Iran General NewsEU, Russia resist U.S. on Iran sanctions - diplomats

EU, Russia resist U.S. on Iran sanctions – diplomats


Reuters: The United States is urging its allies to go beyond U.N. sanctions against Iran over its atomic programme and choke off foreign investment, but it is meeting strong Russian and European resistance, Western diplomats said. By Louis Charbonneau

BERLIN (Reuters) – The United States is urging its allies to go beyond U.N. sanctions against Iran over its atomic programme and choke off foreign investment, but it is meeting strong Russian and European resistance, Western diplomats said.

“A number of countries, especially Russia, feel the U.S. is bullying them to end even legitimate business with Iran due to the nuclear dispute,” a senior Western official told Reuters.

The U.N. Security Council passed a resolution in December imposing limited sanctions on Iran for refusing to suspend its nuclear enrichment programme, which Western countries fear is aimed at making atomic bombs.

But Washington is trying to get its allies to adopt punitive measures beyond the U.N. sanctions against Tehran, which says its atomic programme is to make electricity.

“We are certainly interested in working not only with the Europeans, but with all members of the U.N. to make sure that (the resolution’s) implemented in full,” U.S. State Department deputy spokesman Tom Casey told reporters in Washington.

U.S. Undersecretary of State Nicholas Burns said this month European governments should curtail billions of euros of export credits available for trade with Iran. He also criticised arms deals Russia and China have with Tehran.

“The U.S. goal is to make it virtually impossible to invest in Iran. It’s not about stopping sales of dual-use technology. They’re trying to keep investors out of Iran and are working hard to keep the price of oil low,” said a European diplomat.

“They (the U.S.) think that this is what will hurt Iran most and I think they’re right,” he added.


A diplomat from an EU country that is also in the Group of Eight (G8) club of developed states said Iranian sanctions were discussed at a meeting of G8 officials in Berlin last week.

He said Russian officials had complained at the Berlin meeting that the sanctions were hurting them more than any other country because of their close business ties with Iran.

“The exposure of Russian banks in New York is enormous,” said the EU diplomat. “They can’t ignore the U.S. pressure (not to deal with Iran) and Moscow doesn’t like it.”

Germany currently holds both the G8 and EU presidencies. The G8 members are the United States, Britain, Canada, France, Germany, Italy, Japan and Russia.

Some large EU countries with major trade relations with Iran like Germany and Italy continue to resist the U.S. pressure. Washington wants allies to end all business with Iran by preventing financial transactions and freezing assets of certain Iranians and Iranian companies.

“U.S. treasury department officials have been touring Europe to make sure officials and companies know that they’ve got to put more pressure on Iran,” another EU diplomat said.

There are other EU members resisting the U.S. crackdown, among them Austria and Spain, diplomats said.

EU diplomats in Brussels said Britain and France managed to cajole other member states into last week’s accord among foreign ministers for a full and fast implementation of U.N. sanctions.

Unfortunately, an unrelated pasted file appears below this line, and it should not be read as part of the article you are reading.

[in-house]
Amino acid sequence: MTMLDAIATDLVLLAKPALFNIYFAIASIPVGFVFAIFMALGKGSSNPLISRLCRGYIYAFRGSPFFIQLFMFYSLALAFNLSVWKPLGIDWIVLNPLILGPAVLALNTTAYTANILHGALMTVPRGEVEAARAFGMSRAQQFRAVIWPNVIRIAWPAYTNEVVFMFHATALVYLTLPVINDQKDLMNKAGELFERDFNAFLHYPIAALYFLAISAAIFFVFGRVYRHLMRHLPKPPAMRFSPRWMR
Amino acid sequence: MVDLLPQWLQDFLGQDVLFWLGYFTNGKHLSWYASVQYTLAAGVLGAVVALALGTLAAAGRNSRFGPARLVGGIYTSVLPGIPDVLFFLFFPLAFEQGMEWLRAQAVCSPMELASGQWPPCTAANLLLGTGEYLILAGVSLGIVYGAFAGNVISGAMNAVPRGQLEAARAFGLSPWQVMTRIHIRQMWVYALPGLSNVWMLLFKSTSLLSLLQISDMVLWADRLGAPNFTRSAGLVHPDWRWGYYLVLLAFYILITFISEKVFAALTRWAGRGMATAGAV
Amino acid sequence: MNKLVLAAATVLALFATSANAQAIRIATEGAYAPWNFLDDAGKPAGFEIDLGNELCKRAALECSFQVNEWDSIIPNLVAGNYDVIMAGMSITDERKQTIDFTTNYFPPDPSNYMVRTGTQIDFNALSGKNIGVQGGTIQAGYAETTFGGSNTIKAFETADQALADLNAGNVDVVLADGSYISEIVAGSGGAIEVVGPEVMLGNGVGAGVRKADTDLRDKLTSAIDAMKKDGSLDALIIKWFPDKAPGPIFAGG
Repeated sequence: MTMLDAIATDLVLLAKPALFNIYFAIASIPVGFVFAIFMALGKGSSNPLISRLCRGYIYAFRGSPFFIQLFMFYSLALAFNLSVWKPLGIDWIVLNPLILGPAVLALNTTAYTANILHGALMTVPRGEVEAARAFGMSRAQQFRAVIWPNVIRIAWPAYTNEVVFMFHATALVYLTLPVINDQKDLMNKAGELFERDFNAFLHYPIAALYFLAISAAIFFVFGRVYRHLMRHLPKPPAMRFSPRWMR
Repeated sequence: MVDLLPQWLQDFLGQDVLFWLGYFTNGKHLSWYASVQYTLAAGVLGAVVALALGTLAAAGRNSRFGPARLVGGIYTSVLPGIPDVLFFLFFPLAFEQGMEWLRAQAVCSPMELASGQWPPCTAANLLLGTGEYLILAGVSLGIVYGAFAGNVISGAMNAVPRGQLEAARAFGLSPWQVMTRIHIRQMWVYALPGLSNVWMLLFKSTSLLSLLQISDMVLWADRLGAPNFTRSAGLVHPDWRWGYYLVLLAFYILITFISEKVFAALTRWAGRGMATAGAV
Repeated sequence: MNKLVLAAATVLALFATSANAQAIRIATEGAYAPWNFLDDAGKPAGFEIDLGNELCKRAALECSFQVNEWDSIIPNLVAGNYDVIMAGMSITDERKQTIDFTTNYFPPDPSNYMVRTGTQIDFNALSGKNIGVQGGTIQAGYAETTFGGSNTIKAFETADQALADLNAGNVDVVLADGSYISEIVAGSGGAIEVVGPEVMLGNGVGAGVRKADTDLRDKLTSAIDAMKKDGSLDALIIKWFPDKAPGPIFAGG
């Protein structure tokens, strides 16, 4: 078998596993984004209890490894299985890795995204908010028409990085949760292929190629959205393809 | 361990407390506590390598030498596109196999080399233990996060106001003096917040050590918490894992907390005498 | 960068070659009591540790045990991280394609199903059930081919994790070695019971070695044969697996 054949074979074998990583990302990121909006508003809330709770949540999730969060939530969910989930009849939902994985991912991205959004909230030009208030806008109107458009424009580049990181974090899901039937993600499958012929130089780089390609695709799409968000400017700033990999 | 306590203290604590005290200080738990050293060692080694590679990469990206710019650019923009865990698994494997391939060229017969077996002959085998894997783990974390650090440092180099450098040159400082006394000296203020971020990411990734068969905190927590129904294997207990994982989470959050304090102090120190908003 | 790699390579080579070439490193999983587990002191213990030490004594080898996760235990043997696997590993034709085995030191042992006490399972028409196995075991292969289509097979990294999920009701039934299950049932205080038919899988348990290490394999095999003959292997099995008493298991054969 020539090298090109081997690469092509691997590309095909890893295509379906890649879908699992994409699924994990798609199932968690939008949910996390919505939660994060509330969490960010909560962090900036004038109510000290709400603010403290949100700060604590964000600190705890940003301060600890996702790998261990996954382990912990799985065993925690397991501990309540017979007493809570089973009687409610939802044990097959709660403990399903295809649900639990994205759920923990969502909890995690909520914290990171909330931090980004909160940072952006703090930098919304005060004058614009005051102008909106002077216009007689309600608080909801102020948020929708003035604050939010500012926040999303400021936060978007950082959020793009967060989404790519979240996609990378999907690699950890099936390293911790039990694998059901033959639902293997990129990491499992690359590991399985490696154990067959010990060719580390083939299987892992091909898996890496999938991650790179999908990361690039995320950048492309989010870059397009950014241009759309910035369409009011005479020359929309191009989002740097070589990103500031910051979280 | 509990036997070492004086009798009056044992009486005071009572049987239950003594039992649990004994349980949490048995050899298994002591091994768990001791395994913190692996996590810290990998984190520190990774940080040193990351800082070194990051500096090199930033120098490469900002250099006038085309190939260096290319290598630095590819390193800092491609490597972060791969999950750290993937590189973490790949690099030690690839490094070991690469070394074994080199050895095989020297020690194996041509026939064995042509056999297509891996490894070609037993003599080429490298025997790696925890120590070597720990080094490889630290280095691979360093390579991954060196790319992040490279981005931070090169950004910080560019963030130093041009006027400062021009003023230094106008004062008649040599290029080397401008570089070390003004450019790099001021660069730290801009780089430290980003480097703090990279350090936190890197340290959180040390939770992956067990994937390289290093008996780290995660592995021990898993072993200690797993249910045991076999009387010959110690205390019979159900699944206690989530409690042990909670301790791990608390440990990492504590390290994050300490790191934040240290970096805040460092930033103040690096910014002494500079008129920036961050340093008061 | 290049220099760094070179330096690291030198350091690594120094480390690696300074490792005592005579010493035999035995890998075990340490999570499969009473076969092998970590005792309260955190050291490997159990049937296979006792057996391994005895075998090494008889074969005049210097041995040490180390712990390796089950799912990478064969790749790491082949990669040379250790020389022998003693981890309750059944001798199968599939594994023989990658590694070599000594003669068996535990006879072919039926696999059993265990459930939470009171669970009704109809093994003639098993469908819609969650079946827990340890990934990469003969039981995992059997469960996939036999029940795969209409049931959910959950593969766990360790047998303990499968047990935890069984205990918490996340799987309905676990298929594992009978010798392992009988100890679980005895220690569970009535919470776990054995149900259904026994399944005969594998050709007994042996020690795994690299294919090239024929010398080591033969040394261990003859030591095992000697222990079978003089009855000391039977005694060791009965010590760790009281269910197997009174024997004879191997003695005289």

Those sanctions ban the transfer of sensitive nuclear materials to Iran, freeze financial assets of those linked with the nuclear programme and ask countries to pass on information about those on the list.

EU foreign policy chief Javier Solana said in Brussels he was optimistic the sanctions resolution “is going to be implemented to the fullest by EU member countries.”

“In the last (EU) General Affairs Council, we had an agreement to look at how the sanctions can be continued to other people, to companies,” he said.

Still, Washington remains frustrated with what it sees as the slow place of the EU in implementing measures that could pressure the Iranian government, a U.S. official said.

(Additional reporting by Mark John and David Brunnstrom in Brussels, Paul Eckert in Washington and Sophie Walker in London)

Latest news

Iran: People of Khoy Still Reeling From 5.9-Magnitude Earthquake

An earthquake with a magnitude of 5.9 struck northwest Iran on Saturday, killing at least three people and injuring...

Iran’s Unsolvable Air Pollution Problem

Air pollution will remain at dangerous levels and will increase for the next few days in most big cities,...

The World Must Acknowledge the Iranian People’s Right to Self-defense

Victor Hugo once said: “When dictatorship is a fact, revolution becomes a right.” Throughout history, this has been the...

Iran: 60% Of Population Is Poor

The livelihood baskets of the Iranian people are shrinking dramatically. This, in turn, has introduced new concerns to protect...

The implications of EU’s terrorist designation of the Revolutionary Guards (IRGC)

The European Parliament called on January 18 for the European Union to list Iran's Revolutionary Guards (IRGC) as a...

Iran’s Regime Is Hiding Human Rights Violations In Its Prisons

With more than four months into Iran’s latest round of nationwide uprisings, the brutality of the Iranian regime’s security...

Must read

Tehran’s nuclear duplicity

Washington Times - Editorial: Iranian officials openly brag to...

100,000 French citizens call for an end to pressure on Iran dissidents

Iran Focus: Paris, Jun. 16 – An array of...

You might also likeRELATED
Recommended to you